India's clean energy shift holds $25 bn potential, reports Avendus Capital study
India's energy transition landscape provides a $25-billion, or about Rs 2 lakh-crore, annual investment opportunity for investors, led by green hydrogen, energy storage, electric vehicle charging, carbon capture and utilisation, and energy efficiency, a study by Avendus Capital has said.
The investment banking firm unveiled the research report in collaboration with Clean Energy Pipeline, an independent research firm based in the UK. "Over the last few decades, any mention of the cleantech sector has become synonymous with renewable power producers," Prateek Jhawar, managing director of Avendus Capital, said. "The fact is that only 20% of final energy consumed is in electrified form. Investments in decarbonisation of the balance 80% share will require participation from a multitude of players in addition to renewable power producers and its current ecosystem."
Despite the global economic slowdown, investment interest in the Indian energy transition sector swelled in 2022 and will continue to be at the forefront of global decarbonisation efforts, said Jhawar who also heads infrastructure and real assets investment banking at Avendus.
As part of the study, Clean Energy Pipeline conducted a survey to gauge global investor interest in India's clean energy industry, which garnered over 2,000 responses. It indicated that high economic growth and a stable commitment to decarbonisation have drawn the attention of major organisations and investors around the world.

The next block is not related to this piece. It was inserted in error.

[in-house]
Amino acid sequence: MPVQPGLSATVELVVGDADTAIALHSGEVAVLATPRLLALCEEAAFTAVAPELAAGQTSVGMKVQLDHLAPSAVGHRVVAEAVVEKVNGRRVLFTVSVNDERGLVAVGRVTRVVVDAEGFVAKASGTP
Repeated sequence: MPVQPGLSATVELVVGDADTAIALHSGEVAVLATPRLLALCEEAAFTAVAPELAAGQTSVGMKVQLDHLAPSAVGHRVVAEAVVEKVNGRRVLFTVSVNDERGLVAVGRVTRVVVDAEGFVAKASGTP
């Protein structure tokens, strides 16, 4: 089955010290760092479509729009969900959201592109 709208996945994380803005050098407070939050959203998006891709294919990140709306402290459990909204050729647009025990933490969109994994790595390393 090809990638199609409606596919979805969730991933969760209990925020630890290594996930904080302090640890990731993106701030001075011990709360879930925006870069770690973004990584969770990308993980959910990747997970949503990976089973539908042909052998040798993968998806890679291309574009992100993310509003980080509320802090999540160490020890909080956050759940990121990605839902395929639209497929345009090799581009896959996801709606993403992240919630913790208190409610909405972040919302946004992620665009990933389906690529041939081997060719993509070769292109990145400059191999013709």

The report also interviewed some companies and investors that participated in the survey, including SUSI Partners, Actis, ABB, and Ikigai Capital.
Avendus believes green hydrogen will be the next big wave in energy transition globally, while green ammonia will provide viable end-use in the short term. "We believe green hydrogen, energy storage, EV charging, carbon capture and utilisation, and energy efficiency are the segments that will create a mark for themselves over this decade," said Akhil Dokania, director, infrastructure and real assets investment banking, at Avendus Capital.
While grid load management is critical, the firm expects investments will go into both pump storage hydro and battery-based storage projects. EV charging infrastructure will require large-scale investments to support the growing EV penetration in India, it said. Carbon capture, utilisation and storage industry is still in its nascent stages; commercially viable business models will have to be developed for it to become an attractive investment proposition, the report said.
"Indian companies are coming up with service-oriented solutions for energy delivery as well as management, which further creates a significant value creation opportunity for early investors in the emerging energy transition segments," Dokania said.
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